Why Our Dental Team Decided On Dentistry Without Amalgam
With advanced technologies of dental adhesion, resins and state-of-the-art ceramics, the latest bonded restorations will be close to rivaling nature in strength, comfort, performance and appearance. You can see side-by-side examples in the photo to the left of bonded white fillings vs. metal amalgam fillings. With these innovative materials, it is possible to bond your teeth back together, virtually restoring them back to their virgin strength without the invasiveness of complete-coverage crowns. In most instances, metal fillings may be replaced by materials that are known to be safer than mercury/silver amalgam fillings. It can be, therefore, possible to maintain the healthy, remaining tooth structure, instead of grinding it down for a crown.
Almost everything wears out, and your silver fillings will not be any different. They hold up against tense and significant biting forces each day, and as they get older, they break, leak and can bring about damaging fractures on the teeth. With time, metal amalgam fillings have the ability to absorb water, causing them to swell and even break free from the teeth. When this happens, your tooth is far more prone to decay and tenderness.
Mercury/Silver fillings have some other important detractions that need to be thought of when it is time for you to swap your restorations:
• Silver fillings are much less esthetic than natural-colored fillings. Think about it, they don’t look anything like real teeth.
• Amalgam expands and shrinks whenever subjected to cold and hot extremes in your mouth. The constant growth and contraction with temperature can easily set off cracks as well as fractures in teeth. There may not be any kind of indicators for a while, yet these teeth could become hypersensitive as the fracture increases or opens whenever you bite down or chew food. It is not unusual for patients to come in wanting to know how they broke their own tooth when they had been eating something soft similar to bread or a banana. What they don’t realize is that the tooth almost certainly had a fracture in it well before it eventually came apart.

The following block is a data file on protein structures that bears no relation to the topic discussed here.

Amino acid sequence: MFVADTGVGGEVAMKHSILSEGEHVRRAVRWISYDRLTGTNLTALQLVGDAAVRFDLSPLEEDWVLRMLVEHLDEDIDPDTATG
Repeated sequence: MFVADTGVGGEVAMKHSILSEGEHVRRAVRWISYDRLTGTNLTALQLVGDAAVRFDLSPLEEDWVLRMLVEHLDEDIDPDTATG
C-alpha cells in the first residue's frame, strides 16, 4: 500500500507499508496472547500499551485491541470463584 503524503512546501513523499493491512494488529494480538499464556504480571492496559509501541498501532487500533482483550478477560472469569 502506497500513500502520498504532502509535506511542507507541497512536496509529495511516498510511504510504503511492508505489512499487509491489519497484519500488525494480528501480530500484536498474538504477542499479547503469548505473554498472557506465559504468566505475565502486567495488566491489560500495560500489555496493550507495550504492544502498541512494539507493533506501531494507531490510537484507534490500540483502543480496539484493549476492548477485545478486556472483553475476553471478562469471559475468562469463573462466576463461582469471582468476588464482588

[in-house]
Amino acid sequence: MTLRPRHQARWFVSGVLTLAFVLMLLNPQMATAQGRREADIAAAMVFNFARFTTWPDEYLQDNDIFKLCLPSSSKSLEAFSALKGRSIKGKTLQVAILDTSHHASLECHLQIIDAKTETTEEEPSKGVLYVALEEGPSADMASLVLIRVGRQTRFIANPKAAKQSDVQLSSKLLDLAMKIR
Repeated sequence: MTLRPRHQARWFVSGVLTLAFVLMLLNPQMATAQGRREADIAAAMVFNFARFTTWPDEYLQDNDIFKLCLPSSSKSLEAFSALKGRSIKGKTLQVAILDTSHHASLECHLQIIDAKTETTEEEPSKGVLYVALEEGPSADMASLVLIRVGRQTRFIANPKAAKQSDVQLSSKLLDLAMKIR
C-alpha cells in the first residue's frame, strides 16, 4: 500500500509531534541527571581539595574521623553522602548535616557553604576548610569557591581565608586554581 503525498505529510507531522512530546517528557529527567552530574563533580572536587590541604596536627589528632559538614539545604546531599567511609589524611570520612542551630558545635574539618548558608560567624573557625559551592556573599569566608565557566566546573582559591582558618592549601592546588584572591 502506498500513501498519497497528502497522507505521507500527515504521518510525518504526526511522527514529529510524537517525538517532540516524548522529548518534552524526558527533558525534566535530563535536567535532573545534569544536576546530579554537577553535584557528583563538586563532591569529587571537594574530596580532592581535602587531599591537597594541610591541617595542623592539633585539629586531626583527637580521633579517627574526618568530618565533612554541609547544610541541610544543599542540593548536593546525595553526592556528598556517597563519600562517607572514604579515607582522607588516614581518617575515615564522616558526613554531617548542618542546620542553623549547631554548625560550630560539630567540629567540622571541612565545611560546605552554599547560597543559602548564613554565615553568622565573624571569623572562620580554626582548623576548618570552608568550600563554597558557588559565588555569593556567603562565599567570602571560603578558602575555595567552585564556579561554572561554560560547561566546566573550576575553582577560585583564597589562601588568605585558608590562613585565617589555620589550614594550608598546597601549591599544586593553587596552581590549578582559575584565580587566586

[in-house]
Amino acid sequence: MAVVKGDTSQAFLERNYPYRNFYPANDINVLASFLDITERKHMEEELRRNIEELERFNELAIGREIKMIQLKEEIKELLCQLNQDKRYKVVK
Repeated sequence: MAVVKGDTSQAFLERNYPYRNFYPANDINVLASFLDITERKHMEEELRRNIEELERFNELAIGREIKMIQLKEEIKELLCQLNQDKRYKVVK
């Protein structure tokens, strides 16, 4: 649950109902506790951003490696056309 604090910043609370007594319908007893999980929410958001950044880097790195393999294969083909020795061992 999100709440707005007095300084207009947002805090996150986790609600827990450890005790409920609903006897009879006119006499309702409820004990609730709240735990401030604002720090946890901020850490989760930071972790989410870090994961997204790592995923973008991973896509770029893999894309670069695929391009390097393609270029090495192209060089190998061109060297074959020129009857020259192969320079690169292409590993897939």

• Silver fillings under frequent chewing stress are prone to metal fatigue or flexing and bending failure, a concept that can be grasped and demonstrated by repeatedly bending a metal paperclip until it finally breaks.
• Metal fillings are harder and far less flexible compared to the teeth they are molded into. The longer they are in the teeth, the greater pressure they put on the rest of the weak walls of the tooth leading to fractures and cracks.
• Metal fillings are not glued to the cavity. They only sit in the tooth and act under pressure to wedge the tooth apart, like a metal wedge is used to split logs for firewood.
• A minute gap around the filling edge exists as soon as the silver filling is plugged into the tooth; and in this space, continuous leakage and corrosion takes place. This unnoticeable gap is large enough to allow bacteria and food particles to enter in over time and cause decay at the joint between the tooth and the filling. Composite fillings, however, are actually bonded to the tooth preparation area and seal the borders closed from invading bacteria.
• In order to prepare a tooth for a composite filling, the tooth can usually be treated a great deal more gently and with less healthy tooth structure needing to be removed. And thus, the dentist can retain the maximum level of healthy tooth structure as is possible
• Silver fillings necessitate drilling undercuts (think carving out a pumpkin) along with removing more substantial healthy portions out from the tooth to be able to keep the mercury amalgam repair from falling out since it is not attached right to the tooth. Those undercuts might also compromise the tooth as fillings get more substantial and relegate that tooth to upcoming fracture down the road. These cracks might be significant leading to crowning the tooth to repair it or even catastrophic cracks leading to extraction of the tooth.
• Composites, with their opportunity to be conservative and applying their gluelike characteristics, could strengthen and guard against fracture. By intercepting the opportunity for fracturing before experiencing the signs and symptoms of hot and cold sensitivity and biting discomfort, new conservative treatments including natural-colored restorations or porcelain-bonded restorations are actually preventing the negative effects of toothaches and damaged teeth.
• Finally, in many dentists’ opinions, bonded natural-colored restoratives are likely to be safer compared to classic fillings, simply because they do not have any mercury. While the American Dental Association (ADA) suggests the utilization of mercury in metal fillings is safe, there is an ongoing discussion inside the dental sector regarding the unwanted effects of these mercury amalgam fillings. Several of the European countries actually banned the utilization of mercury amalgam fillings to avoid any kind of dangers related to mercury.
Utilizing a PROACTIVE in place of a REACTIVE method to amalgam extraction is actually a choice a lot of patients hope to have us follow.